@$: Students from Northwestern High School in Hyattsville celebrated Wednesday the ongoing success of a college-readiness partnership with the University of Maryland, College Park, that they said has already helped improve ninth-graders’ school performance.
Under the partnership, which entered its third year in August, university students, professors and community groups have volunteered to help mentor and tutor Northwestern students while also implementing programs aimed at helping the high school students pursue a college degree or career path.
Northwestern has experienced some challenges getting students academically prepared not just for college, but to pass on to the next grade. In the 2010-11 school year, 37 percent of ninth-graders at Northwestern repeated the ninth grade. But last school year, that number decreased to 27 percent, in part due to the partnership with the University of Maryland, said Edgar Batenga, principle of Northwestern.
“We are not where we need to be yet,” Batenga said.
In March, the university and Prince George’s County officials signed a memorandum of understanding to ensure the partnership with Northwestern will be long-lasting and have specific goals, said Shane Bryan, an AmeriCorps Vista volunteer who coordinates the program between the university and Northwestern. The MOU must be renewed every year, but Bryan said he is confident it will continue for years to come.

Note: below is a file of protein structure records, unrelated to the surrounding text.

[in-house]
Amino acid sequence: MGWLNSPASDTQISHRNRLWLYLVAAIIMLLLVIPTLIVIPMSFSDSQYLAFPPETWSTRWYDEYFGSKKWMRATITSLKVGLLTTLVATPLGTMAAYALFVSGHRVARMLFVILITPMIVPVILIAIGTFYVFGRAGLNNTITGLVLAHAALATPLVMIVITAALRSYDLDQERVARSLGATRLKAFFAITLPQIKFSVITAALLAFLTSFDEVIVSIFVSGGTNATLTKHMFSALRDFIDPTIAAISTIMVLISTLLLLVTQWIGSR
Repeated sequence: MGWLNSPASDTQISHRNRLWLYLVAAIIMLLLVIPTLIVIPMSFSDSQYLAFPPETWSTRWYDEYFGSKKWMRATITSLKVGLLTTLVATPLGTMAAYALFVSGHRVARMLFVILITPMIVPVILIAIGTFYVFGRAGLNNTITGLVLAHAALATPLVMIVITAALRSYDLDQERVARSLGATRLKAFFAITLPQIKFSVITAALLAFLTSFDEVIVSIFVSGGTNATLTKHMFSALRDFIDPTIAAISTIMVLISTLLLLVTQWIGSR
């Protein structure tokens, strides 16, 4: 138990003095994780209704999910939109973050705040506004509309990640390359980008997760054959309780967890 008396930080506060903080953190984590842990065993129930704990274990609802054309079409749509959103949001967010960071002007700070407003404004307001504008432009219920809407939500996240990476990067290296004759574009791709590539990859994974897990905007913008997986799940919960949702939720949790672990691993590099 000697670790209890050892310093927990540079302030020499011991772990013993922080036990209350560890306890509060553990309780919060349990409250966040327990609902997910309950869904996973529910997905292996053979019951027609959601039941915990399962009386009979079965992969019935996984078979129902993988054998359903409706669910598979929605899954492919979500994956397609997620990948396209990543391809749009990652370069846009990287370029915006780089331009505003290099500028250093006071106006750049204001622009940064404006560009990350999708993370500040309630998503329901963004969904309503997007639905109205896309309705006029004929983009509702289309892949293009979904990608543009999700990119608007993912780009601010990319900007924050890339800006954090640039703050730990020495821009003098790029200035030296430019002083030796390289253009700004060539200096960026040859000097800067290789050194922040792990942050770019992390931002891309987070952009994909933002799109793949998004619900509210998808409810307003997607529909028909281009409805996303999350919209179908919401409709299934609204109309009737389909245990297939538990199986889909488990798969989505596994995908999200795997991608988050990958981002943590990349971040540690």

“We want to keep finding ways to get students thinking about college,” Bryan said. “There is really no excuse since we are so close.”
Alvin Crawley, interim schoolsl superintendent for Prince George’s County, said in a speech at the ceremony that he was pleased to see the university sign the MOU.
“I am a first generation college-goer for my family,” Crawley said. “So I recognize the importance of making those connections to our university community early, so that students can have a sense of what they can expect and all the different resources and opportunities that are available through our college and university system.”
Bryan said that one of the missions of the program is to target ninth-graders to ensure that they will succeed in school. This summer volunteers launched a four-day summer bridge program for more than 30 incoming Northwestern freshman. The students were mentored about school activities at Northwestern, given their high school schedules early and shown where their classes were on campus. They also visited and toured the University of Maryland campus, where they met students who told them about their experiences in college. The students were then expected to share their knowledge with fellow ninth-graders, Bryan said.
Maria Mitiuriev, a ninth-grader at Northwestern, said she is happy to have participated in the summer bridge program, and felt it helped her understand her campus and taught her a lot about the requirements for applying to college.
“It’s very helpful,” she said. “It made you think and gave you a head start that other people did not have.”